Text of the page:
Retirement Accounts and Security Accounts in Simple Terms
Finances are complicated and hard to understand at times. Although they are such an important part of everyday life, finances and investing are generally not taught or prioritized in schools. Younger generations and people of color especially tend to learn about these subjects through their own research or by discussing their financial options with a bank teller. Black women especially have to overcome a lack of formal financial education through self education and by seeking out mentorship, given that the typical systems in the U.S. do not serve Black women well. For long term financial success, it is essential to save for retirement, which allows the option of not needing to work in old age and allows for the building of generational wealth, as the money in the account grows over time.
What is an IRA?
IRA stands for “individual retirement account.” There are two types of IRAs: Roth IRAs and traditional IRAs. To illustrate the differences between the two, let’s use two young women as an example. Ruth decides to open a Roth IRA and Tina decides to open a traditional IRA. Roth IRAs are taxed consistently while traditional IRAs charge a percentage when money is withdrawn from the account.
Ruth is a lower income individual and just decided to start a business, so she decided to open a Roth IRA. Ruth knows it is safer for her to open this account while she is in a lower tax bracket. Roth IRAs are taxed consistently, but there is no withdrawal fee on the account. Since Ruth is likely to withdraw from the account, she decided it would be safer to pay a consistent lower tax than to pay the withdrawal fee of a traditional IRA.
In contrast, Tina, a higher income individual, decided to open a traditional IRA and does not pay tax on her account. However, she has to pay a fee when she makes a withdrawal. If she decided to withdraw from her traditional IRA, the withdrawal penalty would be 10% of the account, meaning she loses 10% of her retirement savings every time she withdraws from the account. However, because Tina is in a higher income bracket, she is unlikely to withdraw from this account; a traditional IRA better suits her. When she turns 59 and a half (retirement age) she can withdraw from her account without any costs.
If Tina or Ruth were unemployed, neither of them would qualify for an IRA as it is not possible to open this account without a consistent income. If Ruth or Tina are employed, their employer may offer a 401(k), another type of retirement account. This would be a better option than a Roth IRA or a traditional IRA, as employers often match the amount their employee puts into their retirement savings, up to a certain percentage of their salary. This means if Ruth was to put $10 into her retirement account, her employer would contribute $10 as well, doubling her savings.
The sooner they set up an IRA account or a 401(k), the more money Ruth and Tina will have for retirement.
What is a Brokerage Account?
A brokerage account is a taxable investment account and allows the buying and selling of stocks, bonds, mutual funds, and ETFs (Exchange Traded Funds). All of these are also known as securities or marketable securities, so brokerage accounts may be referred to as Securities Accounts. Full service brokers, discount brokers, and online brokers are responsible for opening brokerage accounts. The funds put into this account may increase or decrease over time depending on the value of the account’s investments. Although a brokerage account does not protect the account from bad investments, it keeps track of the different securities bought and sold and keeps the investments organized in one place.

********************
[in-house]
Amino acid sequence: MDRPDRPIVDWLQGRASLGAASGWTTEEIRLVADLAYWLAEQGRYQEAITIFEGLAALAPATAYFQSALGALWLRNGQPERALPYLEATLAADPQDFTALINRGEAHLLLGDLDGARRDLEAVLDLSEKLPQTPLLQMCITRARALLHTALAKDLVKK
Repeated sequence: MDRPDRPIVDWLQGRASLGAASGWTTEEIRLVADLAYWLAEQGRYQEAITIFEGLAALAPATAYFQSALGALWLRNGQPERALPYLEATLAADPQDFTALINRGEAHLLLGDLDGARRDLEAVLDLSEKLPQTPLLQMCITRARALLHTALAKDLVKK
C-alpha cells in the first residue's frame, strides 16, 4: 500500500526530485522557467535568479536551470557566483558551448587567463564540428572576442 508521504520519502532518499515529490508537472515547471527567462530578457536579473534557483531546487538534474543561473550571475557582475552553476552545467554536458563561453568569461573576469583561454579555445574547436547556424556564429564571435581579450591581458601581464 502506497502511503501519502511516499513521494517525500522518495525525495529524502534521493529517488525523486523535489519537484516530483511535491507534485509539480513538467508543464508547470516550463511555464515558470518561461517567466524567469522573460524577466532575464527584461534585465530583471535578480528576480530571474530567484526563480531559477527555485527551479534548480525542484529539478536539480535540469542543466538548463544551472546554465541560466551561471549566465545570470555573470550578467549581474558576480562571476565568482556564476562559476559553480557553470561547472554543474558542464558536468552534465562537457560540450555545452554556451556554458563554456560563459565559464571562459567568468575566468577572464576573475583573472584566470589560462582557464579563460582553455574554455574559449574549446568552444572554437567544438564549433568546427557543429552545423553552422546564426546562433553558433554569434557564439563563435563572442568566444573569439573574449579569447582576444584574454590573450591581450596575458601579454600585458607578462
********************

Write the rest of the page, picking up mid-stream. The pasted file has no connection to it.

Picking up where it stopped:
No matter the profession, a steady paycheck is only a part of growing and maintaining wealth. Being able to save for retirement and beyond is generally the result of long term investments, which is why generational wealth tends to grow over time. Black women specifically face a number of obstacles in building financial and generational wealth, including racism, sexism, and a lack of resources catered to their needs. Below are five Black women who have become financial gurus and are aiding other Black women in their journey to prosperity.
Leading Black Women in Finance:
Tai McNeely specializes in helping couples with their finance goals. Her book: Money Talks: The Ultimate Couples Guide to Communicating About Money.
Dannie Vann is a blogger who offers coaching, tips, and her personal story of how she went from poverty to financial stability. Her Instagram: @dannievann ~ Her Twitter: @penniestowealth
Dr. Melody Wright’s area of expertise is in helping those who want to fulfill their dreams, manage their financial growth, and have more flexibility in their finances and in their lives. She also offers financial empowerment coaching. Her book: Start Here: Your Guide to Building Your Money Management System
Naseema McElroy’s area of focus helps nurses and medical professionals take their finances into their own hands and get out of debt. Her podcast: “Nurses on FIRE”
Fo Alexander Is a Certified Financial Education Instructor (CFEI). She caters specifically to helping moms grow their income and get out of debt. She sells products for money management and online courses. Her book: Book Dump Debt & Build Bank: The Everyday Chick’s Guide to Money.
Fo Alexander, 9 Black Women Finance Experts You Need To Know.
James Chen, Exchange Traded Fund (EFT).
Christianna Hurt, Online Courses.
Impact Partners, Roth Vs Tax- Deferred Security Accounts: Which Is Best For You?
Samantha Silberstein and Skylar Clarine, Individual Retirement Account (IRA)
Leo Smigel, Securities Vs. Stocks: Clearly Explained.